Bird owners to defy ban on backyard poultry
New Territories residents vow not to surrender their birds voluntarily, saying the government is destroying a tradition
Some chicken farmers in the New Territories remained defiant on the eve of a government ban on backyard poultry yesterday and vowed they would not surrender their birds voluntarily.
They would not say whether they would resort to confrontation to resist the ban but questioned if Chief Executive Donald Tsang Yam-kuen would give up his carp if pet fish were found to be a hazard.
In Mai Po San Tsuen, near the Mai Po nature reserve in the northwest New Territories, villager Pang Hei said: 'If the government suppresses us, there is little we can do. But do not expect us to surrender our birds. They can come to catch [the birds] if they find them.'
Ms Pang, a fish farmer, still had about 10 chickens and ducks in a small yard on an embankment of her fish pond. She said: 'We have killed some chickens in the past few days. Only a small number are left and they do not run outside. How could they pose a health hazard?'
In Man Uk village, near the border area of Shataukok, some villagers accused the government of being inhumane in forcing them to get rid of their birds.
One, Lau Sau-fung, said: 'Backyard poultry is part of the rural lifestyle. The government is actually destroying our tradition.'
In the past few days, she said, she had cooked some of the chickens and geese she had kept.
In Nim Shue Wan Village, on a hillside behind Discovery Bay on Lantau Island, farmer Wong Siu-ngok said he might release his rooster and several chickens. 'It is a great pain to have to slaughter them,' he said.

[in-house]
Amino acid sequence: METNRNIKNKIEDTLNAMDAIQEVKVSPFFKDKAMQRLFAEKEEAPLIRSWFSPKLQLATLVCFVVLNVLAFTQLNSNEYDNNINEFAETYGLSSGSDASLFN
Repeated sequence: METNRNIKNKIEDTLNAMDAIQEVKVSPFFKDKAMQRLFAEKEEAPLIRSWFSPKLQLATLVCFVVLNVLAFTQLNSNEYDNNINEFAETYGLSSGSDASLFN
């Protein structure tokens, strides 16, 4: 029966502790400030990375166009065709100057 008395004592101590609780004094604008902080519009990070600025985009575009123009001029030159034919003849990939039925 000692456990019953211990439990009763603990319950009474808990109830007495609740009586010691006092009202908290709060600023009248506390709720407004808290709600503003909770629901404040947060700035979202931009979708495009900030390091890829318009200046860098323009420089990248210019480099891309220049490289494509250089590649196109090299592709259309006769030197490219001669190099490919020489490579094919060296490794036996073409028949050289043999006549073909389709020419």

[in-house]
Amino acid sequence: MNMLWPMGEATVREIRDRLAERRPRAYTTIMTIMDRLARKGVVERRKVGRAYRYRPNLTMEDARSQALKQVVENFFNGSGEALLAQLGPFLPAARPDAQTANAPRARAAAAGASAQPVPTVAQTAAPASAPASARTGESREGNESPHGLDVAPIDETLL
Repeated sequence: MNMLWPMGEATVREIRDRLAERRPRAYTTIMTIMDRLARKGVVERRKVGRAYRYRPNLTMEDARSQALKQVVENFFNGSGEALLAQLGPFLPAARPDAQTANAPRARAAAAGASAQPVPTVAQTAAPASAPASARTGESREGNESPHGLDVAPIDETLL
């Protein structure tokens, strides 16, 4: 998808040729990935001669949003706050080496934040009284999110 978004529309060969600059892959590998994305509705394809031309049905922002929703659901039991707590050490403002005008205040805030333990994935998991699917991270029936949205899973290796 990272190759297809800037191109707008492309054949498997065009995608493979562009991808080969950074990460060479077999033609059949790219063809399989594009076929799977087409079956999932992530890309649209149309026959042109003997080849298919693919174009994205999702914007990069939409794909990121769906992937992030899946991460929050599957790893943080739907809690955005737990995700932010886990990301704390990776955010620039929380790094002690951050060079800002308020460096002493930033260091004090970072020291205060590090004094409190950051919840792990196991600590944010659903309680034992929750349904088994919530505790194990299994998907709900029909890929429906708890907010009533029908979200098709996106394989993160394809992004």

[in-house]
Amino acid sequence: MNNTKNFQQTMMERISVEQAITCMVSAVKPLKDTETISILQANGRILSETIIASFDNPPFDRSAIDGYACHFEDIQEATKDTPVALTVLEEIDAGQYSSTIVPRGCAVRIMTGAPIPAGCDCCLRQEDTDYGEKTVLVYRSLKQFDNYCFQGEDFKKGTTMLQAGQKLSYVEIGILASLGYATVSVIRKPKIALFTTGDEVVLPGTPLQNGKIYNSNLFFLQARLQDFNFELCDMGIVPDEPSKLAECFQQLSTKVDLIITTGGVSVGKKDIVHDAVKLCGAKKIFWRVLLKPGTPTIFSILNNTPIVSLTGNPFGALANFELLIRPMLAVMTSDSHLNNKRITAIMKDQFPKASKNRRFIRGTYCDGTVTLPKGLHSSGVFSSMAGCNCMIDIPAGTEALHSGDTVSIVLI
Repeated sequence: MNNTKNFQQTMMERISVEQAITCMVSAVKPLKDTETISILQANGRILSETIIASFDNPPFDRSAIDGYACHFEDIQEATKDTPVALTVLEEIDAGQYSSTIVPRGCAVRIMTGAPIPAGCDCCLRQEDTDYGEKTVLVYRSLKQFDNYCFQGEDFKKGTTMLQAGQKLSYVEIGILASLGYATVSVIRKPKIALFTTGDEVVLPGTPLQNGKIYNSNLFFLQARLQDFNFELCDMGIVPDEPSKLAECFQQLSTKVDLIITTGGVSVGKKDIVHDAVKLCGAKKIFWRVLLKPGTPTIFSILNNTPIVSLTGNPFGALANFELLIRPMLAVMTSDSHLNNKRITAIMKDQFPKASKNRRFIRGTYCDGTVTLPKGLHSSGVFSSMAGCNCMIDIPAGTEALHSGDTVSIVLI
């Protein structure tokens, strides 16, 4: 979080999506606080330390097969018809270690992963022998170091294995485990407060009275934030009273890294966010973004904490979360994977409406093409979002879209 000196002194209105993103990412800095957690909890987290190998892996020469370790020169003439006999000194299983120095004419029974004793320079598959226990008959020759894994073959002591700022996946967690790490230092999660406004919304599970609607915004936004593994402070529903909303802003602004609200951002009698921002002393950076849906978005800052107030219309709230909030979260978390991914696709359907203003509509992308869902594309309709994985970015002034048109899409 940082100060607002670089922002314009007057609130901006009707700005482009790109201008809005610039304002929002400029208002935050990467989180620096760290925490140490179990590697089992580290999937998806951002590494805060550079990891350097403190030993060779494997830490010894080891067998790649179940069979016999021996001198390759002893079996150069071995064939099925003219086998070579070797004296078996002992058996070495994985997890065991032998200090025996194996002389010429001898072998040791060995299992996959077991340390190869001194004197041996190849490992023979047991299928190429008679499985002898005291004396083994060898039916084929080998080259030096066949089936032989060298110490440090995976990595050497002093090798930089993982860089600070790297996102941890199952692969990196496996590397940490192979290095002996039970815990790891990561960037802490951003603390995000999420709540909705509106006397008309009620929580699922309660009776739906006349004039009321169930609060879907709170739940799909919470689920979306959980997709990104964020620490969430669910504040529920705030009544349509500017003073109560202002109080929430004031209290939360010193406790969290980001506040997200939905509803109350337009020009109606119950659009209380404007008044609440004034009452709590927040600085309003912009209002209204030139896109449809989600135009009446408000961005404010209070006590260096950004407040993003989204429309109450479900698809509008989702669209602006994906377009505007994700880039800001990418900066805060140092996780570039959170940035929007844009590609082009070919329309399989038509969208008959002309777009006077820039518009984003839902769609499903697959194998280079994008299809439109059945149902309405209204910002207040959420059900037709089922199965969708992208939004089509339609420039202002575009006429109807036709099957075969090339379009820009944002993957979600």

Elsewhere in the New Territories, some villagers said they would hide their birds from agricultural officials. One Shataukok villager said: 'We have been raising chickens for decades and we have stayed healthy. Why can't we be allowed to raise chickens? Will the chief executive dump his carp if one day fish are found harmful to man?'
Breeders of racing pigeons also warned they might simply release their birds if the government refused to address their concerns.
Most have applied for a licence, including Freeman Lin Kai-yuen, who keeps 60 pigeons in Sai Kung.
But he warned: 'The licence fee is over $10,000 a year. Few can afford it. And so far we have been kept in the dark on the licensing criteria. We have asked to meet officials. If they do not listen to us, we have no choice but to free our birds.'
Mr Lin said he heard some breeders had started freeing their pigeons to avoid the ban. Another pigeon breeder, Cheng Sum, asked: 'Why does the government not flatten the Bird Garden [in Mongkok] if it is so scared?'
Shopkeeper Ng Wu Mi-mi breathed a sigh of relief after agricultural officials said she could keep the two pet chickens she has in her ground-floor shop in a busy Aberdeen road.
She has applied for a licence to keep the birds - a rooster called Ah Gai and a hen called Gai Lui.
'They told me I could keep them when the application is processed. They are very good and will not make the place dirty. There is no reason my application will be rejected,' she said.
'Ah Gai is a chicken of good luck. After he came, our business became good.'
Agriculture, Fisheries and Conservation Department officials are expected to start doing random checks at farms in the New Territories from today.